Analyzing Heron’s Algorithm

Finding the value of \sqrt{a} for a>0 is equivalent to seeking a positive number x whose square yields a: x^2=a. In other words, the solution to x^2-a=0.

We can find \sqrt{4} by solving x^2-4=0. It is 2 by mere inspection. \sqrt{9} can also be obtained by solving x^2-9=0, again, by mere inspection. But ‘mere inspection’ can only go so far. For Example, what is \sqrt{15241578750190521}?

Method for finding the square root of a positive real number date back to the acient Greek and Babylonian eras. Heron’s algorithm, also known as the Babylonian method, is an algorithm named after the 1^{st} – century Greek mathematician Hero of Alexandria, It proceeds as follows:

  1. Begin with an arbitrary positive starting value x_0.
  2. Let x_{k+1} be the average of x_k and \frac{a}{x_k}
  3. Repeat step 2 until the desired accuracy is achieved.

This post offers an analysis of Heron’s algorithm. Our aim is a better understanding of the algorithm through mathematics.

Let us begin by arbitrarily choosing a number x_0>0. If x_0^2-a=0, then x_0 is \sqrt{a}, and we have guessed the exact value of the square root. Otherwise, we are in one of the following cases:

Case 1: x_0^2-a > 0 \implies x_0^2 > a \implies \sqrt{a} x_0 > a \implies \sqrt{a} > \frac{a}{x_0} \implies \frac{a}{x_0} < \sqrt{a} < x_0

Case 2: x_0^2-a <0 \implies x_0 < \sqrt{a} \implies \sqrt{a} x_0 < a \implies \sqrt{a} < \frac{a}{x_0} \implies x_0 < \sqrt{a} < \frac{a}{x_0}

Both cases indicate that \sqrt{a} lies somewhere between \frac{a}{x_0} and x_0.

Let us define e_0 as the relative error of approximating \sqrt{a} by x_0:

e_0 =\frac{x_0-\sqrt{a}}{\sqrt{a}}

The closer e_0 is to 0, the better x_0 is as an approximation of \sqrt{a}.

Since x_0>0, \sqrt{a}>0,

e_0 + 1  = \frac{x_0-\sqrt{a}}{\sqrt{a}} + 1 = \frac{x_0}{\sqrt{a}} > 0\quad\quad\quad(1)

By (1),

x_0 = \sqrt{a} (e_0+1)\quad\quad\quad(2)

Let x_1 be the mid-point of x_0 and \frac{a}{x_0}:

x_1 = \frac{1}{2} (x_0 + \frac{a}{x_0})\quad\quad\quad(3)

and, e_1 the relative error of x_1 approximating \sqrt{a},

e_1 = \frac{x_1-\sqrt{a}}{\sqrt{a}}\quad\quad\quad(4)

We have

x_1-\sqrt{a}\overset{(3)}{=}\frac{1}{2}(x_0+\frac{a}{x_0}) - \sqrt{a} \overset{(2)}{=}\frac{1}{2}(\sqrt{a}(e_0+1)+\frac{a}{\sqrt{a}(e_0+1)})-\sqrt{a}=\frac{\sqrt{a}}{2}\frac{e_0^2}{e_0+1}\overset{(1)}{>}0\quad(5)

e_1 = \frac{x_1-\sqrt{a}}{\sqrt{a}} \overset{(5)}{=} \frac{\frac{\sqrt{a}}{2}\frac{e_0^2}{e_0+1}}{\sqrt{a}} =  \frac{1}{2}\frac{e_0^2}{e_0+1}\overset{(1)}{ > }0\quad\quad\quad(6)

By (5),

x_1 > \sqrt{a} \implies \sqrt{a} x_1 > a \implies \sqrt{a} > \frac{a}{x_1}\implies \frac{\sqrt{a}}{x_1} < \sqrt{a} < x_1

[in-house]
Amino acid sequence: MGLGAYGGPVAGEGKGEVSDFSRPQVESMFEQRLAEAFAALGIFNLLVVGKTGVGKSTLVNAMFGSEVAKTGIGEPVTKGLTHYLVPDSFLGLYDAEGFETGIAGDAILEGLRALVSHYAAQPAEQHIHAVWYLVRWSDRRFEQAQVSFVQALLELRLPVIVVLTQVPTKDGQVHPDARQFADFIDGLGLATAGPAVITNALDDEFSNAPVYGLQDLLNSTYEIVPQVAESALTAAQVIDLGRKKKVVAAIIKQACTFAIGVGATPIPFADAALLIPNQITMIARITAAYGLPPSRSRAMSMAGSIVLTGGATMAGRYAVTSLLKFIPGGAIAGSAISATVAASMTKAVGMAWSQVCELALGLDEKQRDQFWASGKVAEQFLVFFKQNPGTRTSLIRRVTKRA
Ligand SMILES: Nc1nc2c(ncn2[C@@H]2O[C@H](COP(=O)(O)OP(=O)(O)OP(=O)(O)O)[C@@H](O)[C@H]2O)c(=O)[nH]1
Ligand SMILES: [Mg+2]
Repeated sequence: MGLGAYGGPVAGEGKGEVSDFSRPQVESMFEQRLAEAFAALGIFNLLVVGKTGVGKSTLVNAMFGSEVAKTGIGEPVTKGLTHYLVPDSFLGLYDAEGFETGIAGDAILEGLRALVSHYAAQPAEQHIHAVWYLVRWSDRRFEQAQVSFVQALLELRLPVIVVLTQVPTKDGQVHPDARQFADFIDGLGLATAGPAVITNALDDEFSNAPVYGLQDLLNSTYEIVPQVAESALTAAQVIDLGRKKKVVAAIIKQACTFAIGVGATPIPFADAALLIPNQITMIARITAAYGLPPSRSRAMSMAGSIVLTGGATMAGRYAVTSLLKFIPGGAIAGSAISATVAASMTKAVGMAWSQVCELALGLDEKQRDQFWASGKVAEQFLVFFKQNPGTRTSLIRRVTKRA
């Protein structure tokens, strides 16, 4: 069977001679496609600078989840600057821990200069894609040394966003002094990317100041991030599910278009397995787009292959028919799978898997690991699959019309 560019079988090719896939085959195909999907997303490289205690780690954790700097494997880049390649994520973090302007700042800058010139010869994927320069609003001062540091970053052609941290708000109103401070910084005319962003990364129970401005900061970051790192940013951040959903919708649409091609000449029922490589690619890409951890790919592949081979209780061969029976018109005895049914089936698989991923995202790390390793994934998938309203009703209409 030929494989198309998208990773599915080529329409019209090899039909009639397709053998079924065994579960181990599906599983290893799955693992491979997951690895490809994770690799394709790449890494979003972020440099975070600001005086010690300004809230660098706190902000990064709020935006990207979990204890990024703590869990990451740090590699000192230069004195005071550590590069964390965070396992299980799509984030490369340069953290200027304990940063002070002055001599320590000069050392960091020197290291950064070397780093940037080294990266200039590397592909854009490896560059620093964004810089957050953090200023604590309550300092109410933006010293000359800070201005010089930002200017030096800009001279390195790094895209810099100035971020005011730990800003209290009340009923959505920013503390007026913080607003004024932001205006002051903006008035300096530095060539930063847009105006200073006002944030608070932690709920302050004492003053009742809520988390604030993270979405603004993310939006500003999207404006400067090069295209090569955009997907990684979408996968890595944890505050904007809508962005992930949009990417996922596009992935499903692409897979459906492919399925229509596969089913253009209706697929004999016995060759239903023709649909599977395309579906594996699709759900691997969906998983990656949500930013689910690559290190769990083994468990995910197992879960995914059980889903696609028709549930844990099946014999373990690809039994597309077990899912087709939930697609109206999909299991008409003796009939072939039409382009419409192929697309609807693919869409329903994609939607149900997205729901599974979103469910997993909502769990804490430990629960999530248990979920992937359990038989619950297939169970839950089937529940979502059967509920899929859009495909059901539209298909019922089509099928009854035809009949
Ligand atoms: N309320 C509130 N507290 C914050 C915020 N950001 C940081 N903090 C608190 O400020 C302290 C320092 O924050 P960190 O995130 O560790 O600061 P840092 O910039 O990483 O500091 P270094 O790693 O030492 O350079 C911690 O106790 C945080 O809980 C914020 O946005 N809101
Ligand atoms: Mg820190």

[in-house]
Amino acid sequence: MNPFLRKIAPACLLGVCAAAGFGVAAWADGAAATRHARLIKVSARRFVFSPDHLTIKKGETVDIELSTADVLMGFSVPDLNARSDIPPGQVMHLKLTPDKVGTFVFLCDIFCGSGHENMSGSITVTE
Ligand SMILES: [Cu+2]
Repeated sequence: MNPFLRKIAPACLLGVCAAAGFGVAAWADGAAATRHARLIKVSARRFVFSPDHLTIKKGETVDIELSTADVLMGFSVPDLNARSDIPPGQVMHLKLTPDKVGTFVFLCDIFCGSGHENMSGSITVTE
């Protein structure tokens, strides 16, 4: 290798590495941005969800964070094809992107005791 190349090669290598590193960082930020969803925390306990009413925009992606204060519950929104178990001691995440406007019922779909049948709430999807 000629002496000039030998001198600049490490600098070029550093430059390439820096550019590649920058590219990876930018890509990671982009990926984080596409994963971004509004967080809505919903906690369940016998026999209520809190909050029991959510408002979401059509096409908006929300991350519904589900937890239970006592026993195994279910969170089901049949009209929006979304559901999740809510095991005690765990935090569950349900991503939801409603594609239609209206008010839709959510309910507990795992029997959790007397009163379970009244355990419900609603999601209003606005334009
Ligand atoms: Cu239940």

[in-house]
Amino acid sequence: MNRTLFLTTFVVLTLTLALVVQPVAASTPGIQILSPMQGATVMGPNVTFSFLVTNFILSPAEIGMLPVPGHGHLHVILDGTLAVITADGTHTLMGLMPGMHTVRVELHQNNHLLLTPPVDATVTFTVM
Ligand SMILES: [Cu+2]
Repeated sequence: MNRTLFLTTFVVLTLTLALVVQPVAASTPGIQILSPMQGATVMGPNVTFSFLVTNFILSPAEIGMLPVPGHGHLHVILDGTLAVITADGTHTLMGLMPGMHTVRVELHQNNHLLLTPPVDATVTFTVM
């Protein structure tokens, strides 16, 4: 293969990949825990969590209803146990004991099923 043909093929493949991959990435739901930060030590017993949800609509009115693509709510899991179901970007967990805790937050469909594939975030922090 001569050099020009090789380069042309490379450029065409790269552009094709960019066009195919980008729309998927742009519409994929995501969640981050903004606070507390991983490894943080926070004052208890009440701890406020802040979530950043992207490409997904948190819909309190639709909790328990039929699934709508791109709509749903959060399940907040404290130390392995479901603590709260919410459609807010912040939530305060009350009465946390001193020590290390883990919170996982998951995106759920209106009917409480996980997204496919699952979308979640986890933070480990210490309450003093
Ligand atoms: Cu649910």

i.e., \sqrt{a} lies between \frac{a}{x_1} and x_1.

We can generate more values in stages by

x_{k+1} = \frac{1}{2}(x_k + \frac{a}{x_k}), \;k=1, 2, 3, ...\quad\quad(8)


\forall k, x_k >0.


e_k = \frac{x_k-\sqrt{a}}{\sqrt{a}}.

We have

x_k = \sqrt{a}(e_k+1)\quad\quad\quad(9)


e_{k+1} = \frac{x_{k+1}-\sqrt{a}}{\sqrt{a}}=\frac{\frac{1}{2}(\sqrt{a}(e_k+1) + \frac{a}{\sqrt{a}(e_k+1)})-\sqrt{a}}{\sqrt{a}}=\frac{1}{2}\frac{e_k^2}{e_k + 1}\quad\quad\quad(10)

Consequently, we can prove that

\forall k \ge 1, e_{k+1} > 0\quad\quad\quad(11)

by induction:

When k = 1, e_{1+1} \overset{(10)}{=} \frac{1}{2}\frac{e_1^2}{e_1+1} \overset{(6)} {>} 0.

Assume when k = p,

e_{p+1} =\frac{1}{2}\frac{e_p^2}{e_p^2+1} >0\quad\quad\quad(12)

When k = p + 1, e_{(p+1)+1} \overset{(10)}{=}\frac{1}{2}\frac{e_{p+1}^2}{e_{p+1} + 1}\overset{(12)}{>}0.

Since (11) implies

\forall k \ge 2, e_k > 0\quad\quad\quad(13)

(10) and (13) together implies

\forall k \ge 1, e_k > 0\quad\quad\quad(14)

It follows that

\forall k \ge 1,  0 \overset{(14)}{<} e_{k+1} \overset{(10)}{=} \frac{1}{2}\frac{e_k^2}{e_k+1} \overset{(14)}{<} \frac{1}{2}\frac{e_k^2}{e_k}=\frac{1}{2}e_k\quad\quad\quad(15)


\forall k \ge 1, 0 \overset{(14)}{<} e_{k+1} \overset{(10)}{=} \frac{1}{2}\frac{e_k^2}{e_k+1}\overset{(14)}{<}\frac{1}{2}\frac{e_k^2}{1}<e_k^2\quad\quad\quad(16)

(15) indicates that the error is cut at least in half at each stage after the first.

Therefore, we will reach a stage n that

0 < e_n < 1\quad\quad\quad(17)

It can be shown that

\forall k \ge 1, 0< e_{n+k} < e_n^{2^k}\quad\quad\quad(18)

by induction:

When k = 1,

0 \overset{(14)}{<} e_{n+1} \overset{(10)}{=}\frac{1}{2}\frac{e_n^2}{e_n+1} \overset{}{<} e_n^2=e_n^{2^1}\quad\quad\quad(19)

Assume when k = p,

0 < e_{n+p} < e_n^{2^p}\quad\quad\quad(20)

When k = p+1,

0 \overset{(14)}{<} e_{n+(p+1)} = e_{(n+p)+1} \overset{(16)}{<}e_{n+p}^2\overset{(20)}{<}(e_n^{2^p})^2 = e_n^{2^p\cdot 2} = e_n^{2^{p+1}}

From (17) and (18), we see that eventually, the error decreases at an exponential rate.

Illustrated below is a script that implements the Heron’s Algorithm:

a   - the positive number whose square root we are seeking
x0  - the initial guess
eps - the desired accuracy
square_root(a, x0, eps) := block(
        if abs(xk^2-a) < eps then return(xk),

Suppose we want to find \sqrt{2} and start with x_0 = 99. Fig. 2 shows the Heron’s algorithm in action.

Fig. 1

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